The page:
Step 3 – Implementing a management system & reporting framework.
Written by Dan Botterill
In my last blog I covered Step 2, the policy and strategy building stage.
The main thrust of that blog was around the importance in investing in the process, taking time to do your strategic thinking and getting it down on paper. Everything flows from the policy position; which should articulate the material issues and how you are going to approach them.
We are now going to move into how you can measure and monitor progress effectively.
I use the term ‘Management System’ here, an Environmental Management System (EMS) may be a component of this, for example an EMS certified to 14001 but it is not the only component. There are a range of management standards your business can operate to. We for example work to the ISO27001 standard around information and data security.
Let’s take an initial step back and focus on the information we want to measure. At its core, there are three types of data and information we want to measure and monitor, driven by your policy position and materiality:
This includes the aggregation of internal procedures and policies we need to conform with.
From an external perspective this could be legislative, regulatory or supply chain requirements. We could also look at alignment with a range of reporting frameworks. A considerable focus here is on evidence and documentation to demonstrate compliance or governance.
Setting review dates, keeping documents live and interactive is essential. Using reminders and alerts to ensure compliance documentation doesn’t go out of date is good practice also.
Screen from Rio Governance.
2. Sustainability data
This could be varied across environmental and social factors depending on your materiality assessment.
Whatever the factor, it is important to quantify the impact wherever possible. For simple reporting areas like Health and Safety; you may be recording accident or incident information, for Anti-bribery and corruption, you may be looking at recording the number of employees attending training, the point is, you can generate a unit of measurement.
From there, applying normalisers or intensity factors is essential to measure true/realistic impact. This could be linking more complex areas like waste production to employee numbers or manufacturing output. All of this frames against targets and objectives established through your strategy and action plan.
Screen from Rio Governance: Targets.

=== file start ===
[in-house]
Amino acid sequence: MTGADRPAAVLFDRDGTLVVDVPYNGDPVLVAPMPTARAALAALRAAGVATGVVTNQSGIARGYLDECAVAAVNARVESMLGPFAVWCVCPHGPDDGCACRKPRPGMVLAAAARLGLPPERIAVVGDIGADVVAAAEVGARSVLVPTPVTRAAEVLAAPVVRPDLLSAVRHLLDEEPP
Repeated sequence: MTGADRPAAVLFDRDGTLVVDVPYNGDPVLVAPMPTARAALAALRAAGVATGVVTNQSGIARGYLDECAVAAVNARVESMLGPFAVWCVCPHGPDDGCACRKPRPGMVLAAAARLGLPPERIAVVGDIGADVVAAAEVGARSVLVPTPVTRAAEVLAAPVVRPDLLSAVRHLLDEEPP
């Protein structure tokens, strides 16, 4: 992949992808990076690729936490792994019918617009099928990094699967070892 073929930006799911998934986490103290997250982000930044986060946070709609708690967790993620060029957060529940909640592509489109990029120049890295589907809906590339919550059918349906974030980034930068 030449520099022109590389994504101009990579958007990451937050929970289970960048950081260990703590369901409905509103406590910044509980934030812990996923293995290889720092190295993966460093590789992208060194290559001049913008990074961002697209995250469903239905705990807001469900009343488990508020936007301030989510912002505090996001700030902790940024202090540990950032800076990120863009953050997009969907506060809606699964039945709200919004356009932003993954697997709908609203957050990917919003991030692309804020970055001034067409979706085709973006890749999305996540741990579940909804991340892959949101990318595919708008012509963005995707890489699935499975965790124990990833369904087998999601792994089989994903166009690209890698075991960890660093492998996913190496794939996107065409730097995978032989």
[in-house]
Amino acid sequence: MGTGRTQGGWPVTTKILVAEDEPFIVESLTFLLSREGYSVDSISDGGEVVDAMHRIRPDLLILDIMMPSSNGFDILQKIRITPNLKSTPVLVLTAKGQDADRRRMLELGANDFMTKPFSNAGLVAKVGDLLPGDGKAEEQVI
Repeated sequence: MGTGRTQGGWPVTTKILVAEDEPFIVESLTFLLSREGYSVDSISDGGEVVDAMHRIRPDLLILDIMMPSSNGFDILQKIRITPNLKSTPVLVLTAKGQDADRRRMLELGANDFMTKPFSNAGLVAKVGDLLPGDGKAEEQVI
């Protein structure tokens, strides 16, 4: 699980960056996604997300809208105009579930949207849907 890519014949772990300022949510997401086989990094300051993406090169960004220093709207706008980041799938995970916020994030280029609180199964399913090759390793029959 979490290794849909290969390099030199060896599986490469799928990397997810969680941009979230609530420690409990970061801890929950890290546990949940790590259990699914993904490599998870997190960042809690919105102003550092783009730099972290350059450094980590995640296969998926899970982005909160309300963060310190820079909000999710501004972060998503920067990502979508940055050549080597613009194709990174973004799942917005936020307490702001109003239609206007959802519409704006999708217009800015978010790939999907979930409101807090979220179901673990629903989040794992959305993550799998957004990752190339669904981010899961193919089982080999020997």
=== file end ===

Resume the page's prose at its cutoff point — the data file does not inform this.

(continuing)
Remember, sustainability data is environmental, social and financial in nature so build in financial information against each factor.
- What are you spending on waste, energy and water?
- How does this compare with employee numbers and manufacturing output?
- Are you being charged a fair rate or being ripped off?
Adding this financial dimension to your reporting will engage senior management and executives as it brings everything back to the business case. It will also ensure you are constantly moving towards improving your performance.
Screen from Rio Reporting: Waste, Overview.
3. Employee engagement
I’m slightly hesitant to articulate this as a separate area, given it is fundamental to both of the previous points around ensuring governance and data management.
Ensuring your employees are engaged in what you are doing is imperative. This could be highly focused training on a particular subject, many of our NHS clients for example run large campaigns around our healthcare waste training module, due to the firm compliance benefits it delivers as well as substantial efficiencies and cost savings.
Others may look at broader programmes engaging their people across larger themes like Circular Economy – our FTSE 100 client DS Smith achieves this very effectively.
Knowledge sharing, engagement and training are fundamental components of an effective sustainability management system.
A few other considerations:
- Audiences – particularly relevant from a reporting perspective. You may need to flex your reporting for certain audiences ranging from executive summaries (high level, target focused) through to detailed operational data.
- Data security – information is easily shared, be mindful of what you are providing to third parties.
Screen from Rio Engage. Free CPD accredited learning content.
A slightly longer blog this week, but I hope that provides an interesting overview of this area.
I’ll be back in a couple of weeks with Step 4 – Internal engagement – but in the meantime, feel free to contact us if you want to talk about sustainability in your organisation; and if you have not seen it already, check out our short module on What is a Management System? available free with Rio Engage along with lots of other content.
Dan Botterill, CEO, Ditto Sustainability.